Nieuwsbericht | 19-01-2006
Brussels, 20 January 2006
The Commission has adopted today a Green Paper on Conflicts of Jurisdiction and the Principle of ne bis in idem (according to which nobody can be prosecuted twice for the same offence) in criminal proceedings. With this Green Paper the Commission aims to launch an EU wide consultation of interested parties on the issues relating to conflicts of jurisdiction in criminal matters in the EU, including the principle of ne bis in idem. This Green Paper identifies the current problems and suggests possible solutions. Based on the responses to the Green Paper, the Commission is planning to adopt a Proposal for a Framework Decision on Conflicts of Jurisdiction and the Principle of ne bis in idem in criminal proceedings in the second half of 2006.
With crime becoming more international, judicial authorities are increasingly confronted with situations where several Member States are competent and have an interest to prosecute the same case. Moreover, as the scope of many national criminal jurisdictions has been extended considerably in the past years, such "positive conflicts" of jurisdiction are even more likely to occur. At present, there is no EU rule which prevents parallel prosecutions on the same case. Article 54 of the Convention Implementing the Schengen Agreement (CISA), which applies the ne bis in idem principle between the EU Member States, is the only barrier to parallel prosecutions on the same case in the EU. This principle provides that a person can not be prosecuted by another Member State if he has been finally acquitted or convicted. However, this principle does not prevent parallel prosecutions when criminal proceedings are ongoing neither does it provide for solutions to jurisdiction conflicts, as it comes into play only after a final decision has been delivered in a Member State. Consequently, the principle of ne bis in idem does not determine the best venue for prosecution and only gives preference to whichever national jurisdiction takes a final decision first. Although various EU instruments contain provisions on conflicts of jurisdiction, these provisions do not require the Member States to take concrete steps in order to resolve conflicts of jurisdiction nor do they provide for an effective procedure/mechanism which would adequately facilitate the resolution of such questions. Furthermore, these provisions only apply within specific sectors of criminal law.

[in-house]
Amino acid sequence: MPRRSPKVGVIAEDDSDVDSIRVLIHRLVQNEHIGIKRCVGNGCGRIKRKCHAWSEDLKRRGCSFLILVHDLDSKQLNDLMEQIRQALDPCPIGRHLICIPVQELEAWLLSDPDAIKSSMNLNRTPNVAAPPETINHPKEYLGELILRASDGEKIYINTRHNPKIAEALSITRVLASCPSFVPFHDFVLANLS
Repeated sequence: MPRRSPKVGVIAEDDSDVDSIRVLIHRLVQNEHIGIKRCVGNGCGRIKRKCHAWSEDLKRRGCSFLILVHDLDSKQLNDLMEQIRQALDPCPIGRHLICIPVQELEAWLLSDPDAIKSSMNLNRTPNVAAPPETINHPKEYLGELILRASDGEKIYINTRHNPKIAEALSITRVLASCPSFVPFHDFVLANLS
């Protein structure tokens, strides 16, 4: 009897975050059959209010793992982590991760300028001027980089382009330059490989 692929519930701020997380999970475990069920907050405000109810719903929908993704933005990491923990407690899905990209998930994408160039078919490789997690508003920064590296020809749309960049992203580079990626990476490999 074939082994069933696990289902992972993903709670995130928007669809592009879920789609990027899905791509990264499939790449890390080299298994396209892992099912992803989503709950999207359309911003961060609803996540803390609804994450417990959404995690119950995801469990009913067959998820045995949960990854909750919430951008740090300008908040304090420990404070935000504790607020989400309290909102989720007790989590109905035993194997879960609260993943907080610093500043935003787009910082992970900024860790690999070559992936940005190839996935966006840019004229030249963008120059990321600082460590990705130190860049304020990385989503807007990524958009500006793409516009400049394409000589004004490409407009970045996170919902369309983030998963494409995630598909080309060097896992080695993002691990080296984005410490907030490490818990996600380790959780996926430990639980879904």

Multiple prosecutions can be seriously detrimental both to individual rights and to procedural efficiency. In an EU area of freedom, security and justice it is both appropriate and necessary to limit the occurrence of multiple prosecutions by putting in place a mechanism for solving jurisdiction conflicts. To this end, this Green Paper puts forward suggestions for the creation of a mechanism which would facilitate the allocation of criminal cases, which two or more Member States are interested to prosecute, to the most appropriate jurisdiction before a final decision has been handed down in a Member State.
The suggested mechanism is composed of three steps; (i) informing other Member States about cases which are significantly linked to them, (ii) direct consultations between the Member States concerned with a view to choose the best place to bring a prosecution, (iii) a mediation step which would deal with the situations where the preferred jurisdiction cannot be easily agreed. If a mechanism which would lead to balanced choices of jurisdiction can be put in place, the discussions on ne bis in idem (which were put on hold after the Greek Initiative in 2003 led to significant disagreements) could be re-launched with increased prospects of success.
An associated Commission Staff Working Paper provides a detailed analysis of the suggestions made in the Green Paper.